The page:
made tailored and ready to wear clothes. Curry and Chow Mein, Italian ice cream, smoked salmon and fried fish have all been introduced by people from overseas and are now part of everyone's diet. There are Indian and Chinese restaurants in almost every town and village. Mexican, Thai, Japanese with Italian, Greek and Turkish restaurants have become commonplace. Exotic fruits, vegetables, herbs and spices are on every supermarket and corner shop shelf. Even 'English' is based on the languages spoken by Anglo-Saxons, Scandinavian Vikings and Norman French invaders, with words added from the languages of other immigrants. Immigrants have brought new musical sounds like reggae and calypso. They are sporting heroes and founders of many well-known businesses. Novels, films and plays about growing up in multi-cultural Britain are reaching a wider audience. Today health and transport services continue to be supported by nurses, doctors and managers from overseas. In towns and cities there are not only churches but synagogues, mosques, Hindu, Sikh and Buddhist temples. Places such as Spitalfields and Soho in London, the Leylands in Leeds and Red Bank in Manchester have come to be closely identified with immigrant settlement. Spitalfields, in particular, has seen great changes in its migrant population over the years. At one time or another it has been known as 'Petty France', 'Little Jerusalem' and now 'Banglatown'. And so the immigrant success story continues. Immigrants from all over the world contribute to the arts, media, professions and politics of this country. Those who have moved there have played a central role in the lives of the people of this island since early history.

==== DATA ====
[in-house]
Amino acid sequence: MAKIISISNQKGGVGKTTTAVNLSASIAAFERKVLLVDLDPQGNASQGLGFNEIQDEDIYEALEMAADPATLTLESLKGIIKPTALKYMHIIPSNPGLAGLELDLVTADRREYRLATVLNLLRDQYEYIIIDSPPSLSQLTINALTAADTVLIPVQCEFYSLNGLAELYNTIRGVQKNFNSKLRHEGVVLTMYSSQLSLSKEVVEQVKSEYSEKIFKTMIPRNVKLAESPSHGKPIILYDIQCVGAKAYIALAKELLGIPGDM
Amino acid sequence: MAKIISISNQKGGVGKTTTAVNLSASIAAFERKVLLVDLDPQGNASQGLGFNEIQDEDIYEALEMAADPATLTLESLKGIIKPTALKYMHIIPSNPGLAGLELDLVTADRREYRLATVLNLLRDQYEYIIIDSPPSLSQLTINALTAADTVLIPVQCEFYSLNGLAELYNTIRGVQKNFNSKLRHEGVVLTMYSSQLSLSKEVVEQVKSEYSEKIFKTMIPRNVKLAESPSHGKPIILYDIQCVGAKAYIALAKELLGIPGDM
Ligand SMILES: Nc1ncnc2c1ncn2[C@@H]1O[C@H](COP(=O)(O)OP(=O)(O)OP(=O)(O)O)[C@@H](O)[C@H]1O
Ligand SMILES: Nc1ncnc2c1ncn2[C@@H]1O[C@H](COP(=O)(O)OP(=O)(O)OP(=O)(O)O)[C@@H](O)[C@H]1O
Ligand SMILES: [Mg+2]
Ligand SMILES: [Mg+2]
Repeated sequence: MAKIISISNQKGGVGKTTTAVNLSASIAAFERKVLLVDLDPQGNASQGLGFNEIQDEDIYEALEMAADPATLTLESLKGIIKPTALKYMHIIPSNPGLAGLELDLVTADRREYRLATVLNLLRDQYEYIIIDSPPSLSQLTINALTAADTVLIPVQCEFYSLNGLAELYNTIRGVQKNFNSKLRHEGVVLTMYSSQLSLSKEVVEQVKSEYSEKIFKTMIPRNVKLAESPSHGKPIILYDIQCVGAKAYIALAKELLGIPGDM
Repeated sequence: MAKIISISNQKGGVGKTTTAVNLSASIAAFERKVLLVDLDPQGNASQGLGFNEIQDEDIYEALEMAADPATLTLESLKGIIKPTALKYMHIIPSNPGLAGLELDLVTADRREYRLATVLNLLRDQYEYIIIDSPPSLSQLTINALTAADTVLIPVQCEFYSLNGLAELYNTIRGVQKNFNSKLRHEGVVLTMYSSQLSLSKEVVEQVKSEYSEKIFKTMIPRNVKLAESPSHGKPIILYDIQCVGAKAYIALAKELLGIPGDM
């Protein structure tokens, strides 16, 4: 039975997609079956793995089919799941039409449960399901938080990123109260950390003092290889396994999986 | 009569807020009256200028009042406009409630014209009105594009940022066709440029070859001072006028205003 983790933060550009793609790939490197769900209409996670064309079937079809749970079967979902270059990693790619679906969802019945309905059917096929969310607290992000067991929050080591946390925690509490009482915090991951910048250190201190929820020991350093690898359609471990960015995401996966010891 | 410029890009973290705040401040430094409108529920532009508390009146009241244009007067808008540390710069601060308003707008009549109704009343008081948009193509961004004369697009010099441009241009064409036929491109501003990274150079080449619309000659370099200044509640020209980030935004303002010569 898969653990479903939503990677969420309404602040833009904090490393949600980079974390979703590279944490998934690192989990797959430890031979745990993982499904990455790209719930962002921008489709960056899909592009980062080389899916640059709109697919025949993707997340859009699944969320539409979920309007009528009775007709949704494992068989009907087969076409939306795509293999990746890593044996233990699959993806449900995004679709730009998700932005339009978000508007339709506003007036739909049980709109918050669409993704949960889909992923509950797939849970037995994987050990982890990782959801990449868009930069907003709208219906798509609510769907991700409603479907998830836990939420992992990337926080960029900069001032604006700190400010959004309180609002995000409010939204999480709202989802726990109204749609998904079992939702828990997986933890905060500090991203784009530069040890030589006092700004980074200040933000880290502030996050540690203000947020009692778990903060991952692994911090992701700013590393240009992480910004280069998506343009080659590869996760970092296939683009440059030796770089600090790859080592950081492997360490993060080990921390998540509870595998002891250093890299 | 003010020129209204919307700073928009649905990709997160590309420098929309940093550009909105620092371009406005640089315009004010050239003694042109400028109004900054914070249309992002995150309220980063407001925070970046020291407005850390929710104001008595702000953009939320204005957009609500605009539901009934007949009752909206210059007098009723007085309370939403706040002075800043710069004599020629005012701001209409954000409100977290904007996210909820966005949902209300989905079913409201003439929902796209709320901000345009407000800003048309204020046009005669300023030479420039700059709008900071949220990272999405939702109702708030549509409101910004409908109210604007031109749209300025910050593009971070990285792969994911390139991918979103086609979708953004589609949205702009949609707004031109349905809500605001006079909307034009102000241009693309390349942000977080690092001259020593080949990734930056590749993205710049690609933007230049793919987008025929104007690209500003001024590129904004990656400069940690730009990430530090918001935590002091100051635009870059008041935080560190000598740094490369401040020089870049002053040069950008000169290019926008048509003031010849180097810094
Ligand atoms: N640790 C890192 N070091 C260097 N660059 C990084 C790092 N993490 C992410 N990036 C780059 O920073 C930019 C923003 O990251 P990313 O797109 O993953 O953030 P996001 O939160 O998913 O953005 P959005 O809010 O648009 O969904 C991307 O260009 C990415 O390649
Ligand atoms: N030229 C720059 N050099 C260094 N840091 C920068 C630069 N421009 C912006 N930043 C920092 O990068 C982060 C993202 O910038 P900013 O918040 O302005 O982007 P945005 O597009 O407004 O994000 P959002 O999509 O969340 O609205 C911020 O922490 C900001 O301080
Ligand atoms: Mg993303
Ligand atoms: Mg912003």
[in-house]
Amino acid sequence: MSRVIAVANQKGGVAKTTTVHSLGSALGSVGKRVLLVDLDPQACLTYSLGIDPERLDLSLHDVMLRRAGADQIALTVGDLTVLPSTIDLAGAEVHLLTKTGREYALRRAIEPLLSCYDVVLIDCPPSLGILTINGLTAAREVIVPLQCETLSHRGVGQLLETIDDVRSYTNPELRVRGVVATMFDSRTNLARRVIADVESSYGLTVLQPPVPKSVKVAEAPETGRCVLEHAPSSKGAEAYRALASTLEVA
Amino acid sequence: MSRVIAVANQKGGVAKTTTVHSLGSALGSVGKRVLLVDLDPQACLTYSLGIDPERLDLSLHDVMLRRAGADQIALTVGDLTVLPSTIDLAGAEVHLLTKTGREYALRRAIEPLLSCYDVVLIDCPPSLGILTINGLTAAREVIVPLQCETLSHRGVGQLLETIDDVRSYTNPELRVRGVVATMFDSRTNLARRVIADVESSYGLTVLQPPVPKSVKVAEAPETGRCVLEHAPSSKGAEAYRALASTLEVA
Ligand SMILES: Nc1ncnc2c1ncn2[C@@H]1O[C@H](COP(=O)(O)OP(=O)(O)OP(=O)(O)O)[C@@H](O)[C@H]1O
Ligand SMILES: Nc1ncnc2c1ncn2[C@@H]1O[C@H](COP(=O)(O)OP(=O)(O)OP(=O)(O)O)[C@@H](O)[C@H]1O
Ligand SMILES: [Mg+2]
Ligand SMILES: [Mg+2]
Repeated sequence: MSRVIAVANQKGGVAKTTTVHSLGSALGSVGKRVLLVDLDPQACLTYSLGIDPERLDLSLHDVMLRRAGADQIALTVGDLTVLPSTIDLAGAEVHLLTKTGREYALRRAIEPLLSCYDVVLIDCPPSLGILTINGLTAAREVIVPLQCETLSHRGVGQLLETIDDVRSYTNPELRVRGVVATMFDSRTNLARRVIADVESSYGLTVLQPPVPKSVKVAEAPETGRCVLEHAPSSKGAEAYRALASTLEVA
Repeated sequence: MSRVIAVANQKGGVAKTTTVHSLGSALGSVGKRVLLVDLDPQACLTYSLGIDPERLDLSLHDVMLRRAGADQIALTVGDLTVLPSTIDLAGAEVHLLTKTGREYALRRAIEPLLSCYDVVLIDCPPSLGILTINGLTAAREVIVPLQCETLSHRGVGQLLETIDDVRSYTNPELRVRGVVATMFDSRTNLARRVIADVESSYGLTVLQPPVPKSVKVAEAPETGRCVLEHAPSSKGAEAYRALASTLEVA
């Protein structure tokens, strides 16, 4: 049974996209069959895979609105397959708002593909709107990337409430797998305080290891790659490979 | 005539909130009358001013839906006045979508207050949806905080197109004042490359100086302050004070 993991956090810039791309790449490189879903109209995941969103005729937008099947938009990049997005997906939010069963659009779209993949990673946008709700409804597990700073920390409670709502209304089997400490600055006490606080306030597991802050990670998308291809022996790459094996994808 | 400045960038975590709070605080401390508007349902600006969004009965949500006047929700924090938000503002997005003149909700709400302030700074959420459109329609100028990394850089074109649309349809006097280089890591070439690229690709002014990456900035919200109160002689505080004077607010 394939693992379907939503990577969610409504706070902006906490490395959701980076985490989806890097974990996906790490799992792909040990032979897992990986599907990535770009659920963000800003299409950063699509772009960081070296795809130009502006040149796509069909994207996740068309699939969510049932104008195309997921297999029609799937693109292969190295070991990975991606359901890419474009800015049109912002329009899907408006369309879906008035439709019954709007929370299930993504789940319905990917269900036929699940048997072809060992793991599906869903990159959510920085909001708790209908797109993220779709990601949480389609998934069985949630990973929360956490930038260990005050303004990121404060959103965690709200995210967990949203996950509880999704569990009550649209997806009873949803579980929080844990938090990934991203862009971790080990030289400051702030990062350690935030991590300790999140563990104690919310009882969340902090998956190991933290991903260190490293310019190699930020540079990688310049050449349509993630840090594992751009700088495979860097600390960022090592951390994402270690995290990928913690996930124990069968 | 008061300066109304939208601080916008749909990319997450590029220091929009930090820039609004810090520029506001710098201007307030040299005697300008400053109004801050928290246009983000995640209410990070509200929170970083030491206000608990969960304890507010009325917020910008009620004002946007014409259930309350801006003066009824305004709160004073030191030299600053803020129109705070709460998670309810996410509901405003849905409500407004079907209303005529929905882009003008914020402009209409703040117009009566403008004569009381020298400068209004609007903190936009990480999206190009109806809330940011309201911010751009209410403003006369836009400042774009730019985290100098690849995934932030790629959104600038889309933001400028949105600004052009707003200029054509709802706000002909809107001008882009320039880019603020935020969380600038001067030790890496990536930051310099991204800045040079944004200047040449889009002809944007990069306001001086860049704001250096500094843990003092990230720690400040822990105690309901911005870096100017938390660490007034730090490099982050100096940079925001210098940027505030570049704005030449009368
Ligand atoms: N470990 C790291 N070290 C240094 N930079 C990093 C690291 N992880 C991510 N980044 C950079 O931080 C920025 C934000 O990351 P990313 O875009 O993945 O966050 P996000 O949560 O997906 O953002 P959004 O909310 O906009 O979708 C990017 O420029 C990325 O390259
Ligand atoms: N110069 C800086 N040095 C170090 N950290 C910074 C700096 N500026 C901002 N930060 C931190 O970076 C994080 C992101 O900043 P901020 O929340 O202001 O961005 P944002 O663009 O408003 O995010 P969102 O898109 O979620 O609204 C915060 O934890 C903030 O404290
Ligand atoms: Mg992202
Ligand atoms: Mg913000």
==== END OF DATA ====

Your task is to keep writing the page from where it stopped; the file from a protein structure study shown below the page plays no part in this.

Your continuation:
Many people have had to travel from Great Britain and the great tide of Emigration flows steadily westward to escape poverty, or to flee religious, racial or political repression. Some had no choice, for social or economic reasons. Others have wanted to start a new life. Perhaps they were setting up home with a new husband in the USA. Many wanted to breathe the freer atmosphere they expected to find in Australia or New Zealand. What probably contributed in this British adventure is “The universality of the Englishman’ experience and out-look- quite as marked a characteristic as his insularity- is due to his command of the ocean which has for more than three centuries past carried him as explorer,trader, and colonist to every shore in the two hemispheres. » as noticed by The principal emigrants are Irish peasants and labourers. It is calculated that at least four out of every five persons who leave the shores of the old country to try their fortunes in the new world, are Irish. Since the fatal years of the potato famine and the cholera of the 19th century, the annual numbers of emigrants have gone on increasing, until they have become so great as to suggest the idea, and almost justify the belief, of a gradual depopulation of Ireland. The colonies of Great Britain offer powerful attractions to the great bulk of the English and